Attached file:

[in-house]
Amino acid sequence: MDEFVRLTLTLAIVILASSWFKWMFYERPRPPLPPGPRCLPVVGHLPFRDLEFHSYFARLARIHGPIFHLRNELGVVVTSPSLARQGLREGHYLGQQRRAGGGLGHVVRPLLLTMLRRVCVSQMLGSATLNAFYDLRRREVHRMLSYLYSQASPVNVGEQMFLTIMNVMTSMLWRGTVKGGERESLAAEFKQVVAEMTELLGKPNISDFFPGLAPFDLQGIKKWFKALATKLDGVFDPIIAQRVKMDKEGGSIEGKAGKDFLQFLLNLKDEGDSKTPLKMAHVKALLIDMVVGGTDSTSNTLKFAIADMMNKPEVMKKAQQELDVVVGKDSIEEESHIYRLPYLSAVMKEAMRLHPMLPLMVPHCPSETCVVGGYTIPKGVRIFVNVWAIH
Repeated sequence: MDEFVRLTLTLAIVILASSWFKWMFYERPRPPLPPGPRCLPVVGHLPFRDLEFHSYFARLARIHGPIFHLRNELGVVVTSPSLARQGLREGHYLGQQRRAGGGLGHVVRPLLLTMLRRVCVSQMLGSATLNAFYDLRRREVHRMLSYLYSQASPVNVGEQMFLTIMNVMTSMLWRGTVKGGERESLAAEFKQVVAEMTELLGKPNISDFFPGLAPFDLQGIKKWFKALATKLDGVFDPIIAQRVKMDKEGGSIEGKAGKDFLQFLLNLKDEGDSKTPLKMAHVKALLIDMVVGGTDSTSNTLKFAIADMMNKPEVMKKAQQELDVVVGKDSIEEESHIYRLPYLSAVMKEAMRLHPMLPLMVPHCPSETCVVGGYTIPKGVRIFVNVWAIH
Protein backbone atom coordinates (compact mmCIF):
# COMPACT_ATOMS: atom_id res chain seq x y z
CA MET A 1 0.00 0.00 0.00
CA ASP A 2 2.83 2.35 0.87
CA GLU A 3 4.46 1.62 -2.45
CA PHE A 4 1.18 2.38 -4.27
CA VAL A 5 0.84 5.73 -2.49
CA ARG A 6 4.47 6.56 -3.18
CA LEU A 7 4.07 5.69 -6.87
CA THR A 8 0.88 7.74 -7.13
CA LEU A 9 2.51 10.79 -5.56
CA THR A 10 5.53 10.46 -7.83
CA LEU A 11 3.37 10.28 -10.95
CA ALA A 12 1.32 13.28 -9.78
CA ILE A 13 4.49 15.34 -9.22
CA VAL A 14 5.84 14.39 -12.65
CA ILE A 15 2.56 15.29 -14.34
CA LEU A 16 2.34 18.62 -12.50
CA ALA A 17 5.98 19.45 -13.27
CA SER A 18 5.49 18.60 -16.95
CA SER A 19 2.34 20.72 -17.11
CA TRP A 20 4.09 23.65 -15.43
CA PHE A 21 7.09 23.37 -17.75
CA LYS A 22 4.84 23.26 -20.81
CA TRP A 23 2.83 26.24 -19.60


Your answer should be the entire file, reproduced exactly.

[in-house]
Amino acid sequence: MDEFVRLTLTLAIVILASSWFKWMFYERPRPPLPPGPRCLPVVGHLPFRDLEFHSYFARLARIHGPIFHLRNELGVVVTSPSLARQGLREGHYLGQQRRAGGGLGHVVRPLLLTMLRRVCVSQMLGSATLNAFYDLRRREVHRMLSYLYSQASPVNVGEQMFLTIMNVMTSMLWRGTVKGGERESLAAEFKQVVAEMTELLGKPNISDFFPGLAPFDLQGIKKWFKALATKLDGVFDPIIAQRVKMDKEGGSIEGKAGKDFLQFLLNLKDEGDSKTPLKMAHVKALLIDMVVGGTDSTSNTLKFAIADMMNKPEVMKKAQQELDVVVGKDSIEEESHIYRLPYLSAVMKEAMRLHPMLPLMVPHCPSETCVVGGYTIPKGVRIFVNVWAIH
Repeated sequence: MDEFVRLTLTLAIVILASSWFKWMFYERPRPPLPPGPRCLPVVGHLPFRDLEFHSYFARLARIHGPIFHLRNELGVVVTSPSLARQGLREGHYLGQQRRAGGGLGHVVRPLLLTMLRRVCVSQMLGSATLNAFYDLRRREVHRMLSYLYSQASPVNVGEQMFLTIMNVMTSMLWRGTVKGGERESLAAEFKQVVAEMTELLGKPNISDFFPGLAPFDLQGIKKWFKALATKLDGVFDPIIAQRVKMDKEGGSIEGKAGKDFLQFLLNLKDEGDSKTPLKMAHVKALLIDMVVGGTDSTSNTLKFAIADMMNKPEVMKKAQQELDVVVGKDSIEEESHIYRLPYLSAVMKEAMRLHPMLPLMVPHCPSETCVVGGYTIPKGVRIFVNVWAIH
Protein backbone atom coordinates (compact mmCIF):
# COMPACT_ATOMS: atom_id res chain seq x y z
CA MET A 1 0.00 0.00 0.00
CA ASP A 2 2.83 2.35 0.87
CA GLU A 3 4.46 1.62 -2.45
CA PHE A 4 1.18 2.38 -4.27
CA VAL A 5 0.84 5.73 -2.49
CA ARG A 6 4.47 6.56 -3.18
CA LEU A 7 4.07 5.69 -6.87
CA THR A 8 0.88 7.74 -7.13
CA LEU A 9 2.51 10.79 -5.56
CA THR A 10 5.53 10.46 -7.83
CA LEU A 11 3.37 10.28 -10.95
CA ALA A 12 1.32 13.28 -9.78
CA ILE A 13 4.49 15.34 -9.22
CA VAL A 14 5.84 14.39 -12.65
CA ILE A 15 2.56 15.29 -14.34
CA LEU A 16 2.34 18.62 -12.50
CA ALA A 17 5.98 19.45 -13.27
CA SER A 18 5.49 18.60 -16.95
CA SER A 19 2.34 20.72 -17.11
CA TRP A 20 4.09 23.65 -15.43
CA PHE A 21 7.09 23.37 -17.75
CA LYS A 22 4.84 23.26 -20.81
CA TRP A 23 2.83 26.24 -19.60